Importing car kits

From Transport Canada

Do you plan to import a "starter kit" and build a car for your own use, or for resale in Canada? Or, do you plan to import a car already built from a kit (a kit car)?

Read more on this page about importing car kits and kit cars. For quick reference see Frequently asked questions for car kits.

On this page…

Importing a starter kit to build a car for your own use

Is a starter kit a car, or is it parts? Shipment contents provide useful clues, and each import is considered on its own merits.

In a parts shipment/starter kit, important systems such as the fuel system, the brake system, the power train and the suspension system are not included. Without these systems, the kit will likely pass customs if:

  • The kit is not assembled (the body and frame are separate).
  • The wiring harness, steering system, and interior parts are not installed. Exceptions may include:
    • the windshield
    • some trim
    • the instrument panel

Transport Canada (TC) suggests that you research the company that manufactures your kit and get all required information to make sure that the kit can be imported.

You can clear customs more easily if you:

  1. Ask the manufacturer to send you an exact packing list of the parts that will be in the container when it reaches Canada Border Services Agency (CBSA).
    • The list must include every part, including part numbers – except for nuts, bolts, washers, clips, fasteners, etc., which can be listed together.
    • Transport Canada will not accept a list of parts that have been deleted from a kit.
  2. Make sure the parts list:
    • has a number on each page that corresponds with the import documents
    • has the manufacturer's name in the letterhead
    • exactly matches the packing list supplied with the shipment and the parts in it
  3. Get a declaration form from Transport Canada to apply for pre-authorization to import the starter kit.
  4. Fill out and sign the declaration form and fax it, and the parts list, to 613-998-8541.

Transport Canada will review the parts list. If the parts do not add up to a complete motor vehicle – thus not needing certification – you will receive a letter to present to CBSA at the border. The letter will say the shipment is admissible as parts only, and no other shipments may follow.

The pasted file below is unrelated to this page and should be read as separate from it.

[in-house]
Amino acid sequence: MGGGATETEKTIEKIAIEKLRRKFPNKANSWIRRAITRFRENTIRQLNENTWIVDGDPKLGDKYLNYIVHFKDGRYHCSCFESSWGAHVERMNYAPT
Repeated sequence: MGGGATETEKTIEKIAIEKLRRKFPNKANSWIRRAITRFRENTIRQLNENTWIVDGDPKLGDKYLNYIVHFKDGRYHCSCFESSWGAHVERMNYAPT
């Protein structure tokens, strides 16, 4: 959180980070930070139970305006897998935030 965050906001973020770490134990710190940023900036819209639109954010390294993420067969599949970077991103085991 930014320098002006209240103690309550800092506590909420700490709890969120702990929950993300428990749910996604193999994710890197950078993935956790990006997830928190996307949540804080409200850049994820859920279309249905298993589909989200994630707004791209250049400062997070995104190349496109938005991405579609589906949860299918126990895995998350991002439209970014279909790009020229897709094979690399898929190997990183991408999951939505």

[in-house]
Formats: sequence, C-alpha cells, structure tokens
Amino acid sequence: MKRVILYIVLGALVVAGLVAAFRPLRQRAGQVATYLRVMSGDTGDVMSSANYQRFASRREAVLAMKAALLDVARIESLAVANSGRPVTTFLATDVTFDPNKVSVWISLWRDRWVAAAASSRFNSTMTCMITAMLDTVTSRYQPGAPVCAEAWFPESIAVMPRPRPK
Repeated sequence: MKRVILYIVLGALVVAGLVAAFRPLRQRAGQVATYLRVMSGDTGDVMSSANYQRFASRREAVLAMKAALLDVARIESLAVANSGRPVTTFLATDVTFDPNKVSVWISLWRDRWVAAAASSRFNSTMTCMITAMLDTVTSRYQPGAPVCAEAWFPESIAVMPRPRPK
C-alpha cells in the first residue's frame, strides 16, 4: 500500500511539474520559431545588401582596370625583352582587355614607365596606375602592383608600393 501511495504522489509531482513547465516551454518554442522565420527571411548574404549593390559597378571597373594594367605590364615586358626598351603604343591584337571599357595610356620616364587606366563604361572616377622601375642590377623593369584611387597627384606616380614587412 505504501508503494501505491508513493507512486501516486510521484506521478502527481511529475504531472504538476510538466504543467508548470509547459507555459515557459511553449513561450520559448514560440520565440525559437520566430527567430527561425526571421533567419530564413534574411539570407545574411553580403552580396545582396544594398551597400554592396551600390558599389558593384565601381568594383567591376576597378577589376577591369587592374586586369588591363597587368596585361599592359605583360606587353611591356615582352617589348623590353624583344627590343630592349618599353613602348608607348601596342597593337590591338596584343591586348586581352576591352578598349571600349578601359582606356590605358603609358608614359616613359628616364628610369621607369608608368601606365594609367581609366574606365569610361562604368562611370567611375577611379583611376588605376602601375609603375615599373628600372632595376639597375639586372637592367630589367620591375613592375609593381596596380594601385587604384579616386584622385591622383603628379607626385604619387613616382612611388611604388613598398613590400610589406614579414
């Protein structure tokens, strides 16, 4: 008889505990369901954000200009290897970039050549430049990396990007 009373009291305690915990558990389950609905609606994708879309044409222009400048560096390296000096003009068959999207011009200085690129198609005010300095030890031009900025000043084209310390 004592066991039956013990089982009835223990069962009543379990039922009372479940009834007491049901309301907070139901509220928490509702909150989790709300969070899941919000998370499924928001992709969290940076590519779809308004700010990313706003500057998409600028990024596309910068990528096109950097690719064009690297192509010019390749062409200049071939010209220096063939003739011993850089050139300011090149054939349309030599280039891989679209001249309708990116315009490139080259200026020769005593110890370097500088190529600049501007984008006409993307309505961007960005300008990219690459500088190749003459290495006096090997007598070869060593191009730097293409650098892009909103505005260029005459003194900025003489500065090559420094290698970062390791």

Importing a kit from a private sale can be a problem. Make sure your parts list is complete to avoid issues when importing the kit.

Importing starter kits to build cars for resale in Canada

New vehicles built in Canada and shipped or sold inter-provincially must carry a National Safety Mark to show that their vehicles comply with the Canada Motor Vehicle Safety Standards.

See Safety standards for vehicles for more information.

If vehicles built from a starter kit will be sold only within the same province, they are not regulated by Transport Canada and do not need a National Safety Mark. However, they will need to meet all provincial regulations and standards. Contact your provincial transportation department for more information.

It is against the law to import or sell a new vehicle in Canada that does not meet Canada Motor Vehicle Safety Standards. Importing such a vehicle in different shipments is also punishable by law. For more information, see the Motor Vehicle Safety Act – sections 5 (1), 6, and 17.

Importing completed kit cars into Canada

If you want to import a completed kit car, or a reproduction vehicle that can be driven, you must provide proof that it meets all safety standards for the passenger car class. There is no difference, under the Act, between assembled and disassembled vehicles.

Most kit cars do not qualify to be imported to Canada. The exceptions are kit cars that are over 15 years old.

Kit cars older than 15 years are not regulated by the Motor Vehicle Safety Act. They are referred to as "age-exempt." This means that you can import the completed kit car into Canada if it meets entry requirements from the Canada Border Services Agency. At the border, officers will:

  • establish the vehicle's non-regulated status due to age,
  • inspect for possible soil contaminants,
  • examine the ownership documents,
  • collect taxes and/or duties if they apply and,
  • determine admissibility according to other customs regulations that may apply.

Assessing whether a kit car is age-exempt

A kit car is age-exempt, or not regulated under Canadian law, if it is at least 15 years old. The age is based on the final completion date of the kit car. For a replica vehicle, this means the age is not based on the model year it is copying.

If the importer cannot provide valid proof of age, the vehicle cannot be considered age-exempt. The kit car will be assessed using normal guidelines, which means that it could be denied entry at the border.

Successfully importing an older kit car does not guarantee that you can register it and licence it. For example, some provinces will not licence right-hand-drive vehicles. Contact the licensing department of your province or territory to learn more before importing.

Contacts for more information on importing vehicles

Transport Canada 
Motor Vehicle Safety

Telephone: 1-800-333-0371 (toll-free), 1-613-998-8616 (Ottawa region) 

Related links

This web site is meant as a helpful reference. It has no legal force or effect. To fully understand the law, consult the Motor Vehicle Safety Act S.C. 1993, c.16, and the Motor Vehicle Safety Regulations.

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